Sampling

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No, not in the food sense of sampling. I only recently learned that it is also a term used in the music industry. Not sure how I missed that. Whereas covers of songs don’t require permission from the copyright owner, sampling does. I found a full explanation here: How Music Sampling Works.

From the article,

Few deny that it takes talent to sample a classic song effectively and use it in a new, creative way. And the practice has played a major role in shaping the entire genre of hip hop. But sampling has had a longer history and more complex legal implications than many people realize.”

Why did I get so curious about this? A Melanie song that was “sampled”, of course! It started with a video shared to a Facebook group for Melanie fans. It was an Australian hip hop band, the Hilltop Hoods, performing a song live that sampled an original Melanie song (The People in the Front Row). From what I gathered, it might be their signature song. I have never been much into hip hop and maybe it is just the pandemic isolation, but I want to be on this boat at a dance party singing along with music that includes Melanie lyrics! πŸ˜€

Such fun!

About a name

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I love stories about how people got their names. My mom told me she had a different name picked out for me, but my 3 older siblings liked Sheila better than her choice (Beverly). It hasn’t been confirmed, but I have a suspicion that this popular hit song in the early 60s influenced the choice of my siblings:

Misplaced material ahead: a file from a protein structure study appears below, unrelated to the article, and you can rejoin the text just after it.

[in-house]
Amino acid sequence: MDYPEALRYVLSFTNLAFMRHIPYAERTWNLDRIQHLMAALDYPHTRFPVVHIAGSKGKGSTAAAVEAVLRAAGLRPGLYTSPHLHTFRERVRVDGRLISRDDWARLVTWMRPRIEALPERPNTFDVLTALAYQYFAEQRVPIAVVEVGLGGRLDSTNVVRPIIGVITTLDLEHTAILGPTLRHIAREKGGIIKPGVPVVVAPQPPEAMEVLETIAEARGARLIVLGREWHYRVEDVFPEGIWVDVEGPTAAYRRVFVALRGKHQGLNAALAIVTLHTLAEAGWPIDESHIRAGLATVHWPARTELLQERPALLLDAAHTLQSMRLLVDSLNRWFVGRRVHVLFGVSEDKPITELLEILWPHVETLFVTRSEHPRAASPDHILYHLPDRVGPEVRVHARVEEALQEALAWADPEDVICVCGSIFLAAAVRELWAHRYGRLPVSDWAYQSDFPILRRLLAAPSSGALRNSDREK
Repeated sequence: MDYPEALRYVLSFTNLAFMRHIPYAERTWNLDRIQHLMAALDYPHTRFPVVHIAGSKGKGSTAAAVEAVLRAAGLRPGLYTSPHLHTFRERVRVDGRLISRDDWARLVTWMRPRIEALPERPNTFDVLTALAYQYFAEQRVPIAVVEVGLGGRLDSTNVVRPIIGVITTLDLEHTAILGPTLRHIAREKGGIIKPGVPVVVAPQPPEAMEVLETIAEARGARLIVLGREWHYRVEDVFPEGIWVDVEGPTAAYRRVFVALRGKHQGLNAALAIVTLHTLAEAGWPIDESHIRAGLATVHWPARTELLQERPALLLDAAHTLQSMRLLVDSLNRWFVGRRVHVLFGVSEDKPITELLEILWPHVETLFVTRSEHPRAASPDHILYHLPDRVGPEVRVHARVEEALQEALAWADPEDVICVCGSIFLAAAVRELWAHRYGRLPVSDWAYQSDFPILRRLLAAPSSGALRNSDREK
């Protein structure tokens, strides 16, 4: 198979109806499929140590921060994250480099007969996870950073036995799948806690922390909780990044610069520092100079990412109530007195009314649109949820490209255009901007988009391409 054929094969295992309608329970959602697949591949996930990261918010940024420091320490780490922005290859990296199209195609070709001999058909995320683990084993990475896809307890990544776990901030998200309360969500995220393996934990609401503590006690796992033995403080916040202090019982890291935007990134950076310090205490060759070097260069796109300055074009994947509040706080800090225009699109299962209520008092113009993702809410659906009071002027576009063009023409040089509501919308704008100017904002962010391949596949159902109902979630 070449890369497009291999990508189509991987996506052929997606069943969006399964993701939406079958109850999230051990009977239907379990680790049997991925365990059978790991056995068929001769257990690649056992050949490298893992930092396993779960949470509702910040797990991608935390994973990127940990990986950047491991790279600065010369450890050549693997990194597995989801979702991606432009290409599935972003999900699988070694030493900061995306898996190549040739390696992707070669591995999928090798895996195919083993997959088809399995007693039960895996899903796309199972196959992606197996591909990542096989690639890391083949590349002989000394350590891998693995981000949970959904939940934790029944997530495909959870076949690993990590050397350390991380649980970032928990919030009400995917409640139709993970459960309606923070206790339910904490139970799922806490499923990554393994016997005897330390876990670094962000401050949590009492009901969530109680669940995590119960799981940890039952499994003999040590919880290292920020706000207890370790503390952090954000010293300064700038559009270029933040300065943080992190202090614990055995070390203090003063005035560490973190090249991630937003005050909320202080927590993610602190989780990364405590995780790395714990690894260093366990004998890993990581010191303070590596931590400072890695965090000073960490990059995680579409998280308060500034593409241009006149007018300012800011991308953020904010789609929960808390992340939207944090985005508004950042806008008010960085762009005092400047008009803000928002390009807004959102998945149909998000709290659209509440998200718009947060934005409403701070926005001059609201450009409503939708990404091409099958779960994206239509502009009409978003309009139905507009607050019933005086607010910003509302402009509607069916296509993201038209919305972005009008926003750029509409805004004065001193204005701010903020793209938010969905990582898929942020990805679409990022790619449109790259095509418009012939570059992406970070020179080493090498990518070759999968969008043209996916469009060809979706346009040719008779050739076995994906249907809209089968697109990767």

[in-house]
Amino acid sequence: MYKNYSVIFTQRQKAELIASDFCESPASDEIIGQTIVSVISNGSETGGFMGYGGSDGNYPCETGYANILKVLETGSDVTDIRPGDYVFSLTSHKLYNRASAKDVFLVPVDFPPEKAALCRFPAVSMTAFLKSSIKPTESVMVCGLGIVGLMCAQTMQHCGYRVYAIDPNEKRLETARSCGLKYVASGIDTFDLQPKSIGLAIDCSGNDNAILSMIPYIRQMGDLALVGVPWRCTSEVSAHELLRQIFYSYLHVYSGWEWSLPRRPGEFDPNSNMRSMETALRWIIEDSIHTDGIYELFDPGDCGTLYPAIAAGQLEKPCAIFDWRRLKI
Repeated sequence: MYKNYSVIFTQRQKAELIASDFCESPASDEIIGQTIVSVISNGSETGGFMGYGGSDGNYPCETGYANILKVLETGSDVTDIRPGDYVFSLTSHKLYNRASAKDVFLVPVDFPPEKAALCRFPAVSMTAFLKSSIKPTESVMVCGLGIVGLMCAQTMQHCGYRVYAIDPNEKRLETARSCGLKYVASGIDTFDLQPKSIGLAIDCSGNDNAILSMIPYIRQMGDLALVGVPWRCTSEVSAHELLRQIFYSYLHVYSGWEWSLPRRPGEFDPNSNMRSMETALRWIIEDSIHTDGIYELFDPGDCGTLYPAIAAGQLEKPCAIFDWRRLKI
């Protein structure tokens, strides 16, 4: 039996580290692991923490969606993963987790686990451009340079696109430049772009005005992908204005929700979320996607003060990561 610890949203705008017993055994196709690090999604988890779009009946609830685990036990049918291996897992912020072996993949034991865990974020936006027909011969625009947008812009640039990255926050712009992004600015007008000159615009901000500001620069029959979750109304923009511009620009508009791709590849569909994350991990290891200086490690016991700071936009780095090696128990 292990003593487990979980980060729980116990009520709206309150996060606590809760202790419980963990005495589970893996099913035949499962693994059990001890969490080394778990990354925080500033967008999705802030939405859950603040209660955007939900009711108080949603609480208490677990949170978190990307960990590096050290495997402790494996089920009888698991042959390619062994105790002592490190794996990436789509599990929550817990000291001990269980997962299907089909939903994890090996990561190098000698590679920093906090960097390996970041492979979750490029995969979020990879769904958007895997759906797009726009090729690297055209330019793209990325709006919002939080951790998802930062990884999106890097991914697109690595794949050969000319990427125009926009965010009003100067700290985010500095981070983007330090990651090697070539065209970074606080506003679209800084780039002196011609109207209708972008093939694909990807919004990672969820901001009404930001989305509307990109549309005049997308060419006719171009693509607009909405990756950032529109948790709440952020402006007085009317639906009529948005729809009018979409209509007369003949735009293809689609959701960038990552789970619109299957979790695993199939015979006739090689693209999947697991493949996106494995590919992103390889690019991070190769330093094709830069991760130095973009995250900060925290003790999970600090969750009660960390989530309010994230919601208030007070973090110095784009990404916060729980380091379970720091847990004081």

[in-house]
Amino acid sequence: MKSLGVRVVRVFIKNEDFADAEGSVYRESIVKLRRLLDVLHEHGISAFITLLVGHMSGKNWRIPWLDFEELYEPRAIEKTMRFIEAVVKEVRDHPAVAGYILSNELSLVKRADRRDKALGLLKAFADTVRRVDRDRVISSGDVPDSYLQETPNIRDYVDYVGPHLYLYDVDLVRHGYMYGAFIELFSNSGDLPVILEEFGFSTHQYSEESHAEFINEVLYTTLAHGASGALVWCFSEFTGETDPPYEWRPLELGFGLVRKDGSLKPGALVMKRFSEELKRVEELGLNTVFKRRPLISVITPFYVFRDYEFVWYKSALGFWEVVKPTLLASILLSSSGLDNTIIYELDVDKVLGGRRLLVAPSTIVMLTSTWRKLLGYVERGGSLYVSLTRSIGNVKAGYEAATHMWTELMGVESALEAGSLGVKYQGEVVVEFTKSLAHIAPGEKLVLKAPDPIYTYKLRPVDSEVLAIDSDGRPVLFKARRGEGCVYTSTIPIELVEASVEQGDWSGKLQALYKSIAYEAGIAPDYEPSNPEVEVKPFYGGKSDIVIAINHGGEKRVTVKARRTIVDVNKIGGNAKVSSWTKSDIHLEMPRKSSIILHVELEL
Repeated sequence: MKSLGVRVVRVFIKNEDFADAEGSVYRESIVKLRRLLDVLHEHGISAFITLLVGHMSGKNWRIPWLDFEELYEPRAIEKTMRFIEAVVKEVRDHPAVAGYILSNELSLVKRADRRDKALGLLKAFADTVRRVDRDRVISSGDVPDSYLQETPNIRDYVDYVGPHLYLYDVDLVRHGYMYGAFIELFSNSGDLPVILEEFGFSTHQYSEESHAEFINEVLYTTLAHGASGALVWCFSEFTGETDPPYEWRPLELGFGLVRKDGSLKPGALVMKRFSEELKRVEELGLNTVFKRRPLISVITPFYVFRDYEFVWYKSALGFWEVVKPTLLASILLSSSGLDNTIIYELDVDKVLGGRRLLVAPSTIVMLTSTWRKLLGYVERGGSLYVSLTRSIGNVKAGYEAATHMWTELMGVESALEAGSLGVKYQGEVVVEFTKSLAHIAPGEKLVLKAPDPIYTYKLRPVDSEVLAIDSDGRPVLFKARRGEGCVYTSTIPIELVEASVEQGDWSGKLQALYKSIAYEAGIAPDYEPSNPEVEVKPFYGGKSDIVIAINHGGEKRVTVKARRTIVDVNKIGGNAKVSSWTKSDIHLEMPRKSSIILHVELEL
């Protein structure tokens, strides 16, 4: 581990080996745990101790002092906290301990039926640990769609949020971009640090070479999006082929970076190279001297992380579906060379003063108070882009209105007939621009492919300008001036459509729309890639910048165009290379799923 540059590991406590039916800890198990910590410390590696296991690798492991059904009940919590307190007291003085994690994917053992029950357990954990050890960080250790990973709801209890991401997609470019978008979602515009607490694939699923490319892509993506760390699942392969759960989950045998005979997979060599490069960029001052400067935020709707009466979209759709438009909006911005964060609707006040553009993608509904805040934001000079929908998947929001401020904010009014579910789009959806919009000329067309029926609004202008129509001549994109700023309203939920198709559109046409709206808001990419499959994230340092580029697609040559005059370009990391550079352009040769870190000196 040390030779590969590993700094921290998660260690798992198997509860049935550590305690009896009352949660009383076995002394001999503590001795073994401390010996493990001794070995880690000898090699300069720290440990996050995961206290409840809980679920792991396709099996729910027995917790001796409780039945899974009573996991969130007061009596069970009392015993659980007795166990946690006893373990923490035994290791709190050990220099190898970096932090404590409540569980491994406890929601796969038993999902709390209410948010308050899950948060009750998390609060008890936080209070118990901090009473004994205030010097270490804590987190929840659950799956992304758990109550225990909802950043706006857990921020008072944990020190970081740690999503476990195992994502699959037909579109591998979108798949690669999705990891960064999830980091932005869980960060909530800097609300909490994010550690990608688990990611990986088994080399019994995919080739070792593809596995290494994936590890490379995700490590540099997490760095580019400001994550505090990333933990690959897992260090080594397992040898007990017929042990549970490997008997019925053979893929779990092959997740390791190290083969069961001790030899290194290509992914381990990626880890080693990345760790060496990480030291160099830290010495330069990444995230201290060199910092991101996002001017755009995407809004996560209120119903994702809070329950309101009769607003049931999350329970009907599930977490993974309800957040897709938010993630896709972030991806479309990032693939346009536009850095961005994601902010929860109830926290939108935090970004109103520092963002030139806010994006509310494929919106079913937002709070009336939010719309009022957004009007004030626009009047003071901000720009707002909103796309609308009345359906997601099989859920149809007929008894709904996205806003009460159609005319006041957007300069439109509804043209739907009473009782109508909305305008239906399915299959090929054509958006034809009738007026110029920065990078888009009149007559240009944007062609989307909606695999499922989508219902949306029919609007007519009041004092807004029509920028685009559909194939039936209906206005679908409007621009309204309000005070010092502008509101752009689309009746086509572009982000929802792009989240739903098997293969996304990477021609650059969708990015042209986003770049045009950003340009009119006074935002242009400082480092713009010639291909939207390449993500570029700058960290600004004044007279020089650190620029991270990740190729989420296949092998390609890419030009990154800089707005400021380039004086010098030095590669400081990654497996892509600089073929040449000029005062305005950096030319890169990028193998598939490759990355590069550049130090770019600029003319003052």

I recently listened to an older Tommy Roe singing it and I think I prefer his older voice (and some happy dancing here!):

I don’t meet many Sheilas, and if I do, the spelling is often different. I have learned that my name is of Irish origin and that a sheila means a woman in Australian slang (an internet search confirmed that it is not derogatory). It doesn’t seem like there are very many famous people with the name Sheila, but I remain fine with that. I like that there is a song of my name.

Readers, were you named after a song or a famous person? Your children? Do you have a good story about how you were named, or any good story about a name to share? How about a favourite song that is based on a name?

A conversation with Melanie

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Stephen Hurley and I first connected online, then later in person, because of education advocacy events and gatherings. Even though my involvement in education has lessened since then, I have continued to connect with Stephen because of music! Most Saturday nights for a number of years now, I have “met” Stephen on The Dock — his specific music related broadcast on VoicEd radio. (More recently, Sara Candela, has joined him in hosting this fun and interactive global gathering around a topic or theme in music.)